Crazy thought here; next time you have a controversial announcement to make, do it at 7 a.m.; the hooligans are still sleeping.

For all of the people who see the events in Ferguson, Mo., as deeply symbolic, an example of giant, pressing national problems and deep-rooted injustices and discrimination against the African-American community, particularly in poorer communities . . . I cannot help but suspect that millions of Americans don’t find it symbolic of much of anything at all. Correction; if it symbolizes anything, it reflects the media’s appetite for a preconceived storyline involving a “gentle giant” and a villainous cop:

Teachers described Brown as a “gentle giant,” a student who loomed large and didn’t cause trouble. Friends describe him as a quiet person with a wicked sense of humor, one who loved music and had begun to rap. He fought an uphill battle to graduate.

Above: The “gentle giant” assaulting a convenience-store worker.

Liberals struggle with this as well; Daily Kos commenters turned on each other in discussing whether the convenience-store video revealed something meaningful about Brown. At issue is the inability to simultaneously rectify the notion that Brown wasn’t a “gentle giant” and was in fact a bully and a thief and the notion that whatever Brown did, it’s an awful tragedy for an 18-year-old to get shot and killed. Maybe the shooting was justified, but that doesn’t mean it was a good thing.


Greg Gutfeld mentioned a New York Times reporter who seemed to object to reporting that the coroner’s report that Michael Brown had marijuana in his system at the time of death, by asking, “Why does it matter that he had marijuana in his system?”

Gutfeld answered: It matters because it’s a fact.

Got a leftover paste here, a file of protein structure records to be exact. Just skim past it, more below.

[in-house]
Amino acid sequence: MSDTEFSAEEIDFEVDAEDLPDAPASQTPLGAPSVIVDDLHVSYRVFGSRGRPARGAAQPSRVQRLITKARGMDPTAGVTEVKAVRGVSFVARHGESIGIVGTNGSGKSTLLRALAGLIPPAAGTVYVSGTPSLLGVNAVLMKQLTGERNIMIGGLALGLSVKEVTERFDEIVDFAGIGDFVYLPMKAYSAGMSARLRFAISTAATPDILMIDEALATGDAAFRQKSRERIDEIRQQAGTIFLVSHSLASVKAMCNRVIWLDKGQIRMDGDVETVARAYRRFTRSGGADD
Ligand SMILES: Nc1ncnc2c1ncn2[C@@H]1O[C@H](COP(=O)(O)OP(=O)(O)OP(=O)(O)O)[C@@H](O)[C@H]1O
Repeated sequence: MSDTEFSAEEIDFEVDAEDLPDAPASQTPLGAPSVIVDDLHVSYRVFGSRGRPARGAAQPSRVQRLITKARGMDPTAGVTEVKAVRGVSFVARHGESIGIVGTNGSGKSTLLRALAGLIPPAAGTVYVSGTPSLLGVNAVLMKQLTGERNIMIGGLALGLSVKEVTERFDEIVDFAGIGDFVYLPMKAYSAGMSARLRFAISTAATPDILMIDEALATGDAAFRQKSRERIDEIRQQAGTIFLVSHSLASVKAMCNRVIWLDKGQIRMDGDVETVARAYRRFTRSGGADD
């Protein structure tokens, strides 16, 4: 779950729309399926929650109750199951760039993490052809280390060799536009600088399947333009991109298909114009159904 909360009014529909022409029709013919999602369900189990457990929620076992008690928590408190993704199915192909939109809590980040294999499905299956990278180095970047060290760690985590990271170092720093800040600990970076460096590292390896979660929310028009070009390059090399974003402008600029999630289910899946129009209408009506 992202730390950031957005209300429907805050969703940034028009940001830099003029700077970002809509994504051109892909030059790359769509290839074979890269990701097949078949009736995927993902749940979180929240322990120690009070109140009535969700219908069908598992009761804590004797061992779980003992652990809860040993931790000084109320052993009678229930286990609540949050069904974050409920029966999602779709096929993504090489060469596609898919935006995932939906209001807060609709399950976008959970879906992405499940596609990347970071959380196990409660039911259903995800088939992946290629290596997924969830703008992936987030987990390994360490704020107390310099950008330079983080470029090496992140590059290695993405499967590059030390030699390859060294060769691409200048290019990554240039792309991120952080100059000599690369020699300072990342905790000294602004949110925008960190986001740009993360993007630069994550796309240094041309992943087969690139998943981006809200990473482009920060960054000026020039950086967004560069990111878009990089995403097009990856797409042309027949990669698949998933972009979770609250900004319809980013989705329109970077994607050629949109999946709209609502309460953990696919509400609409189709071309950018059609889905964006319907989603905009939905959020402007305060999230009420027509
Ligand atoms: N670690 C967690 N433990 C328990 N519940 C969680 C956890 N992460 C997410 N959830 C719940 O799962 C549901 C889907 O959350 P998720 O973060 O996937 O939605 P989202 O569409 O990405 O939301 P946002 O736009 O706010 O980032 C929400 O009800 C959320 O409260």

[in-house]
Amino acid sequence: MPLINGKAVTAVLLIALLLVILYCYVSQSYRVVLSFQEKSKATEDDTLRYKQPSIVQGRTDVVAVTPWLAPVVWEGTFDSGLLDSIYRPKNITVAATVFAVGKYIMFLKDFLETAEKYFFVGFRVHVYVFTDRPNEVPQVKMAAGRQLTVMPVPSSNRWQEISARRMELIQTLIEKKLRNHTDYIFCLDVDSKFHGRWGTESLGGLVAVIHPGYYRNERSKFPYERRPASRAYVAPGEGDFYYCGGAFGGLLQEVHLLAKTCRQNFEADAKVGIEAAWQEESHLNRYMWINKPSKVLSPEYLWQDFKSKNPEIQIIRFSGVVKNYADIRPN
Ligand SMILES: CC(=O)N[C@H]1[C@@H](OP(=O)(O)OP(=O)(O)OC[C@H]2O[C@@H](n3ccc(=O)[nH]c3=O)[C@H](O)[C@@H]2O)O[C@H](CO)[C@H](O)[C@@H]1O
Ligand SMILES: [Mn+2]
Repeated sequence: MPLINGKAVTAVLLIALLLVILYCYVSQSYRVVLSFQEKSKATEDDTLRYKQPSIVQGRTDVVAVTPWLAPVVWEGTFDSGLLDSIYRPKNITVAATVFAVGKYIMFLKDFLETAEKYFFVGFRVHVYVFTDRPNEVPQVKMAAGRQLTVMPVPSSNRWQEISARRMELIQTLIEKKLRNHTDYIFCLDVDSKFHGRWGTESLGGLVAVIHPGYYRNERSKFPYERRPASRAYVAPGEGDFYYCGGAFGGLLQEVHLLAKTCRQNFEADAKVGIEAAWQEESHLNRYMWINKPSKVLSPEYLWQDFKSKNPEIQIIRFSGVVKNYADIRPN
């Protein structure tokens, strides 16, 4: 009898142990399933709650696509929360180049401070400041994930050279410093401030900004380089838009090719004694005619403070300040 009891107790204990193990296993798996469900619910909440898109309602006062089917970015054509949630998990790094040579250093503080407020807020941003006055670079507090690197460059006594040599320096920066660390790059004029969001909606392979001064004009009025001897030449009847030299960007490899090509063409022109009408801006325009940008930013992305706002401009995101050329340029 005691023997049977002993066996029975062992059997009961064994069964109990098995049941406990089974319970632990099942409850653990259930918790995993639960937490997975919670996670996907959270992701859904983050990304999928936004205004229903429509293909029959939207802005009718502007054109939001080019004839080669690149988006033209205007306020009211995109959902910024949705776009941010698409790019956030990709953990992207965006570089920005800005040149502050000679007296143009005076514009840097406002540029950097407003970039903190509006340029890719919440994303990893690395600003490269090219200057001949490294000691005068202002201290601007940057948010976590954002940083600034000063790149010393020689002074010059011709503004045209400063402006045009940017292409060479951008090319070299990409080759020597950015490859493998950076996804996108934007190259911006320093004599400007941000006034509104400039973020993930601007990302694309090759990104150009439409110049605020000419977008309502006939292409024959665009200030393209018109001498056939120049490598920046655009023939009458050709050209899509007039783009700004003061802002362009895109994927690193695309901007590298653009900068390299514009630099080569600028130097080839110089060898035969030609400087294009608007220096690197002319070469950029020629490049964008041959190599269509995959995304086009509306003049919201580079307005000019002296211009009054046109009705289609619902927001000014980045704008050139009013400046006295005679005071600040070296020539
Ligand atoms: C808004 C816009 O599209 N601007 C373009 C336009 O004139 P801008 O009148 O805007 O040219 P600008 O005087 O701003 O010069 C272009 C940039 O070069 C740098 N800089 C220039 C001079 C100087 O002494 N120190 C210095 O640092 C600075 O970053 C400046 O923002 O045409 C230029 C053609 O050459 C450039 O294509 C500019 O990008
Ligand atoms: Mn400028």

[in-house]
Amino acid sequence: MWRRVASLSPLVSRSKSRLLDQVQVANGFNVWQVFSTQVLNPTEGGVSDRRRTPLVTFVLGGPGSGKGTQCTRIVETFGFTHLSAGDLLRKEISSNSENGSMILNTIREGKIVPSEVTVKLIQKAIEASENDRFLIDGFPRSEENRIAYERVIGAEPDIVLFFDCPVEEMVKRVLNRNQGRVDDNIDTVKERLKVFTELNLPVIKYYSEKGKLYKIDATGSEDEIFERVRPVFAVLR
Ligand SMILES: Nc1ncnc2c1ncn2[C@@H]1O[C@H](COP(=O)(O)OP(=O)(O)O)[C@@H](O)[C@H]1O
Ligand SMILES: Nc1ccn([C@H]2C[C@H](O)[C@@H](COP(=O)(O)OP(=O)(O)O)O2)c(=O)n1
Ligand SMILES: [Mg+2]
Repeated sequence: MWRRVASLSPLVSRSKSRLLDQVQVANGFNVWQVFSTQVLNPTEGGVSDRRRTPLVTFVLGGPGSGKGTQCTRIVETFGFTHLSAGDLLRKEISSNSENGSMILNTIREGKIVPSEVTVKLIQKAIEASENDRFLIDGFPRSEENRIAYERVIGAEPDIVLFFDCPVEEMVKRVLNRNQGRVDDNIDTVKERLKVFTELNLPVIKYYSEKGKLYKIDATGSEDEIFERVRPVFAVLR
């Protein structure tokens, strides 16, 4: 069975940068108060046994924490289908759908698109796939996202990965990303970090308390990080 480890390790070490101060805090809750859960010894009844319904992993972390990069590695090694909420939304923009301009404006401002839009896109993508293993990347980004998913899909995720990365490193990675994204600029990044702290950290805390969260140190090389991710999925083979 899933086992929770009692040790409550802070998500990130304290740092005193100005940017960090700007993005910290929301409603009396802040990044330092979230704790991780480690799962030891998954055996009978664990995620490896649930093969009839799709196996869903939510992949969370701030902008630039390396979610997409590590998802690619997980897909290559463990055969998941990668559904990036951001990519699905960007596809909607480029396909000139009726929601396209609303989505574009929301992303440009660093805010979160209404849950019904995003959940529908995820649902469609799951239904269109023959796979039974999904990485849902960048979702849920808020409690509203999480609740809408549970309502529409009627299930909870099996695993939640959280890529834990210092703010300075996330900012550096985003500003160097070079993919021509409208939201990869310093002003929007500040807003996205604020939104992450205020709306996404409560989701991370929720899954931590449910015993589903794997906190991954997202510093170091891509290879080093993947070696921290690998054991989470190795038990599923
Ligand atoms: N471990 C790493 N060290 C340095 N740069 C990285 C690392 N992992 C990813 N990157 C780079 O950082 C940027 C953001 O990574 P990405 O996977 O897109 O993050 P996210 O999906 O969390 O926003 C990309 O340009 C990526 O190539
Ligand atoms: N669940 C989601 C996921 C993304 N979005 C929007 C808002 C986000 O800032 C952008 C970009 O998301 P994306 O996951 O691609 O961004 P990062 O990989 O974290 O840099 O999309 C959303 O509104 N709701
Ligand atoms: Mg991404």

He further noted that the media seemed very interested in a “clean narrative” — not accurate reporting, but a clean, Aesop’s Fable-like tight little narrative that proved a particular point in an ongoing Morality Play called “the news.”

He’s right: The “narrative-makers” of the media are interested in writing Aesop’s Fables with a political agenda item, and not so interested in reporting the facts of incidents and events, which are often messy, complicated, contradictory, amenable to multiple interpretations, and hard to fix into a specific Morality Play “lesson” — Because life itself is messy, complicated, contradictory, amenable to multiple interpretations, and hard to fix into a specific Morality Play “lesson.”

Life is complicated — when the New York Times reports on progressive agenda items, less so.

Reporting used to be about real life.

But it’s not about real life anymore. It’s about simplified, sharp-corners-sanded-down fables — like children’s stories.

The media is writing their reports like Children’s Stories because they conceive of their audience as essentially children, whom you must protect from jarring facts which might teach “the wrong lessons.”

People were willing to set strangers’ cars on fire because they were absolutely certain what happened, in a sequence of events they did not personally witness.

Tags: Ferguson

Report: Hagel Stepping Down; ‘He Wasn’t Up to the Job’


From the November 17 Morning Jolt:

Bing West thinks that someone in the Obama administration’s national-security inner circle will leave in the not-too-distant future, perhaps Chuck Hagel or Susan Rice.